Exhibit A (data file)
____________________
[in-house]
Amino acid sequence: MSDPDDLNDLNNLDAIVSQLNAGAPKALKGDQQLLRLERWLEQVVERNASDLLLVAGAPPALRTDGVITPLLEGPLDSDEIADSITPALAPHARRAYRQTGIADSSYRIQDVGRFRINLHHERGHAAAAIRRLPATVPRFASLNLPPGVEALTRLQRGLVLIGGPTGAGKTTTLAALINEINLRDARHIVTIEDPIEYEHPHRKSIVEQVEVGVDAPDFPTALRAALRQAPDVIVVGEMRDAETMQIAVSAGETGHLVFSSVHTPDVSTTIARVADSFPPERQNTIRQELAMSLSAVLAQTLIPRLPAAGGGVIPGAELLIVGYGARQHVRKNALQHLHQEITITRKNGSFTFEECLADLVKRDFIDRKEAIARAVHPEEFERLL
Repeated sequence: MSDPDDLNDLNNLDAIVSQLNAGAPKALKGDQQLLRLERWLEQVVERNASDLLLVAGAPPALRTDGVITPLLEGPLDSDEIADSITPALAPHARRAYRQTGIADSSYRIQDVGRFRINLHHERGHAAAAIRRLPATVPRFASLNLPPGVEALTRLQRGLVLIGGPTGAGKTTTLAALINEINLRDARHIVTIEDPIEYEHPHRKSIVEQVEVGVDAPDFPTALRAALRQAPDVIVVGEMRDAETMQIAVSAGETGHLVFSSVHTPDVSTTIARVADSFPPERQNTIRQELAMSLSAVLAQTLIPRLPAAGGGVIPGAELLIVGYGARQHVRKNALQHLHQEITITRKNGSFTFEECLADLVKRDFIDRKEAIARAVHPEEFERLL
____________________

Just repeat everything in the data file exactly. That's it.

[in-house]
Amino acid sequence: MSDPDDLNDLNNLDAIVSQLNAGAPKALKGDQQLLRLERWLEQVVERNASDLLLVAGAPPALRTDGVITPLLEGPLDSDEIADSITPALAPHARRAYRQTGIADSSYRIQDVGRFRINLHHERGHAAAAIRRLPATVPRFASLNLPPGVEALTRLQRGLVLIGGPTGAGKTTTLAALINEINLRDARHIVTIEDPIEYEHPHRKSIVEQVEVGVDAPDFPTALRAALRQAPDVIVVGEMRDAETMQIAVSAGETGHLVFSSVHTPDVSTTIARVADSFPPERQNTIRQELAMSLSAVLAQTLIPRLPAAGGGVIPGAELLIVGYGARQHVRKNALQHLHQEITITRKNGSFTFEECLADLVKRDFIDRKEAIARAVHPEEFERLL
Repeated sequence: MSDPDDLNDLNNLDAIVSQLNAGAPKALKGDQQLLRLERWLEQVVERNASDLLLVAGAPPALRTDGVITPLLEGPLDSDEIADSITPALAPHARRAYRQTGIADSSYRIQDVGRFRINLHHERGHAAAAIRRLPATVPRFASLNLPPGVEALTRLQRGLVLIGGPTGAGKTTTLAALINEINLRDARHIVTIEDPIEYEHPHRKSIVEQVEVGVDAPDFPTALRAALRQAPDVIVVGEMRDAETMQIAVSAGETGHLVFSSVHTPDVSTTIARVADSFPPERQNTIRQELAMSLSAVLAQTLIPRLPAAGGGVIPGAELLIVGYGARQHVRKNALQHLHQEITITRKNGSFTFEECLADLVKRDFIDRKEAIARAVHPEEFERLL